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Math Help - Proving a function is identically zero

  1. #1
    Senior Member Pinkk's Avatar
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    Proving a function is identically zero

    If f is a continuous function on [a,b] such that \int_{a}^{b}fg = 0 for all continuous functions g. Then f=0 on [a,b].

    So yeah, I know I have to invoke that U(fg)=L(fg)=0 but after that I'm stumped. Thanks.
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  2. #2
    Member mabruka's Avatar
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    Here is an idea.


    We have \int_a^b f^2=0 where f^2\geq 0, so f^2=0 on [a,b].

    Hence f=0 on [a,b]


    What do you think?
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  3. #3
    Senior Member Pinkk's Avatar
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    I think that makes sense, yeah.
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  4. #4
    Senior Member Pinkk's Avatar
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    And I just want to make sure that proving there cannot be some point x_{0}\in [a,b] where f^{2} > 0. So suppose there is (at least) one point x_{0} such that f^{2}(x_{0}) > 0. Then since f^{2} is continuous on [a,b], f^{2} > 0 on some interval (x_{0} - \delta, x_{0} + \delta), \delta > 0, so f^{2} > 0 on the closed interval [x_{0} -\frac{\delta}{2}, x_{0} + \frac{\delta}{2}]. Clearly \inf \{f^{2}(x): x\in [x_{0} - \frac{\delta}{2}, x_{0} + \frac{\delta}{2}]\} > 0 since the function must achieve a minimum at a point on the interval by its continuity on a bounded interval, so for any partition P, L(f^{2}, P) > 0, so \int_{x_{0} - \frac{\delta}{2}}^{x_{0} + \frac{\delta}{2}} f^{2} > 0 and since the function is zero everywhere else, then \int_{a}^{b}f^{2} > 0, which is a contradiction.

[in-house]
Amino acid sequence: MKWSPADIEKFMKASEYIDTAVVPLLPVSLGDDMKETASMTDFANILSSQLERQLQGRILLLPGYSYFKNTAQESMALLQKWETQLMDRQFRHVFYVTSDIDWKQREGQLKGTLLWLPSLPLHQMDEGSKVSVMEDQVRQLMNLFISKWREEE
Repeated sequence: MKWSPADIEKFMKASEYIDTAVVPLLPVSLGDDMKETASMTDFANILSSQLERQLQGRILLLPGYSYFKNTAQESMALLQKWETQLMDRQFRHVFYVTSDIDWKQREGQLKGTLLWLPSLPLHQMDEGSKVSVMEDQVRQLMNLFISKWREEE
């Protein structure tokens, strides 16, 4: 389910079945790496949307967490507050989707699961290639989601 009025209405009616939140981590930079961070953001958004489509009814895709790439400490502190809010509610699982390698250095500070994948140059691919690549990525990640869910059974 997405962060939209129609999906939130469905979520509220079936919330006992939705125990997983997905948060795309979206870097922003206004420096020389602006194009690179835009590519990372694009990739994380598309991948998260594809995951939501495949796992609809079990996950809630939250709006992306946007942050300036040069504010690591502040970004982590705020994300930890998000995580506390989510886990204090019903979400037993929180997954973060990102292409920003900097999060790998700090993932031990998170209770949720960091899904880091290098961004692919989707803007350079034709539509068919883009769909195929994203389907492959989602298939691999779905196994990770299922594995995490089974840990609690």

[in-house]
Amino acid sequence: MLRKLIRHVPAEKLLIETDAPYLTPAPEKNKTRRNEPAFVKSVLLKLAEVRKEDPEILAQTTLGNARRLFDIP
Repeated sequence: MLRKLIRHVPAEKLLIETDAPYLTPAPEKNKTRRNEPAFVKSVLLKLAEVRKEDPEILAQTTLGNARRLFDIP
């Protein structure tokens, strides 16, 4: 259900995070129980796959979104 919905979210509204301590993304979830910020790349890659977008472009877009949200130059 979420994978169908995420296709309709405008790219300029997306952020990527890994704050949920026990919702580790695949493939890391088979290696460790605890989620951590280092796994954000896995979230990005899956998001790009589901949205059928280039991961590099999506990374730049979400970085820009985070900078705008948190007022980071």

I think this seems a little overboard but I just want to make sure if this is correct or if there is an easier proof that shows f^{2} cannot be positive at any point. Thanks.
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  5. #5
    MHF Contributor Drexel28's Avatar
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    Quote Originally Posted by Pinkk View Post
    And I just want to make sure that proving there cannot be some point x_{0}\in [a,b] where f^{2} > 0. So suppose there is (at least) one point x_{0} such that f^{2}(x_{0}) > 0. Then since f^{2} is continuous on [a,b], f^{2} > 0 on some interval (x_{0} - \delta, x_{0} + \delta), \delta > 0, so f^{2} > 0 on the closed interval [x_{0} -\frac{\delta}{2}, x_{0} + \frac{\delta}{2}]. Clearly \inf \{f^{2}(x): x\in [x_{0} - \frac{\delta}{2}, x_{0} + \frac{\delta}{2}]\} > 0 since the function must achieve a minimum at a point on the interval, so for any partition P, L(f^{2}, P) > 0 so then \int_{x_{0} - \frac{\delta}{2}}^{x_{0} + \frac{\delta}{2}} f^{2} > 0 and since the function is zero everywhere else, then \int_{a}^{b}f^{2} > 0, which is a contradiction.

    I think this seems a little overboard but I just want to make sure if this is correct or if there is an easier proof that shows f^{2} cannot be positive at any point. Thanks.
    That's similar to what I do. You can weaken this to something like if the above is true for any polynomial g(x)
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